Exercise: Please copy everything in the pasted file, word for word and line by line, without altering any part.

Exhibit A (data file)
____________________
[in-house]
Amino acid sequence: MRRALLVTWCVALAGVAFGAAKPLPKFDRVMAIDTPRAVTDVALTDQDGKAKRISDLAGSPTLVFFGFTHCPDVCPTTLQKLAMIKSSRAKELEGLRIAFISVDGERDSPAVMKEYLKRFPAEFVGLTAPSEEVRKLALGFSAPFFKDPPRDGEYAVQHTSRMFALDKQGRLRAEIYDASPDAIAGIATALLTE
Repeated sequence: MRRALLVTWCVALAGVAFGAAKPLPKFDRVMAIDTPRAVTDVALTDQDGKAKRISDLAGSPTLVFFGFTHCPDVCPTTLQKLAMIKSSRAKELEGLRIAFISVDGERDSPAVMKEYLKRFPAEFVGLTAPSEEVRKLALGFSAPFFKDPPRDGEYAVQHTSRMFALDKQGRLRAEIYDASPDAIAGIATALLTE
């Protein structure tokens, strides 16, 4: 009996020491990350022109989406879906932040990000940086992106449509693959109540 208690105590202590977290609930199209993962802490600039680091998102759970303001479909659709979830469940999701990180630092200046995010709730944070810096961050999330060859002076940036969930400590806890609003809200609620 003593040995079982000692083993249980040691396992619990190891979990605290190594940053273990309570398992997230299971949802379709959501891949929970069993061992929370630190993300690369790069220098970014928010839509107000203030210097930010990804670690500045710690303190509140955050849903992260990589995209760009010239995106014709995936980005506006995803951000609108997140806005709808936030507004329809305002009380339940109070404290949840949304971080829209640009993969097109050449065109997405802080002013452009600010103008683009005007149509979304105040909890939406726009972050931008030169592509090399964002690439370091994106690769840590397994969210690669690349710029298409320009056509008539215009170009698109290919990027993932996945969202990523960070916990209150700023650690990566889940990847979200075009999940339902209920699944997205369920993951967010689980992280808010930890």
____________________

[in-house]
Amino acid sequence: MRRALLVTWCVALAGVAFGAAKPLPKFDRVMAIDTPRAVTDVALTDQDGKAKRISDLAGSPTLVFFGFTHCPDVCPTTLQKLAMIKSSRAKELEGLRIAFISVDGERDSPAVMKEYLKRFPAEFVGLTAPSEEVRKLALGFSAPFFKDPPRDGEYAVQHTSRMFALDKQGRLRAEIYDASPDAIAGIATALLTE
Repeated sequence: MRRALLVTWCVALAGVAFGAAKPLPKFDRVMAIDTPRAVTDVALTDQDGKAKRISDLAGSPTLVFFGFTHCPDVCPTTLQKLAMIKSSRAKELEGLRIAFISVDGERDSPAVMKEYLKRFPAEFVGLTAPSEEVRKLALGFSAPFFKDPPRDGEYAVQHTSRMFALDKQGRLRAEIYDASPDAIAGIATALLTE
């Protein structure tokens, strides 16, 4: 009996020491990350022109989406879906932040990000940086992106449509693959109540 208690105590202590977290609930199209993962802490600039680091998102759970303001479909659709979830469940999701990180630092200046995010709730944070810096961050999330060859002076940036969930400590806890609003809200609620 003593040995079982000692083993249980040691396992619990190891979990605290190594940053273990309570398992997230299971949802379709959501891949929970069993061992929370630190993300690369790069220098970014928010839509107000203030210097930010990804670690500045710690303190509140955050849903992260990589995209760009010239995106014709995936980005506006995803951000609108997140806005709808936030507004329809305002009380339940109070404290949840949304971080829209640009993969097109050449065109997405802080002013452009600010103008683009005007149509979304105040909890939406726009972050931008030169592509090399964002690439370091994106690769840590397994969210690669690349710029298409320009056509008539215009170009698109290919990027993932996945969202990523960070916990209150700023650690990566889940990847979200075009999940339902209920699944997205369920993951967010689980992280808010930890």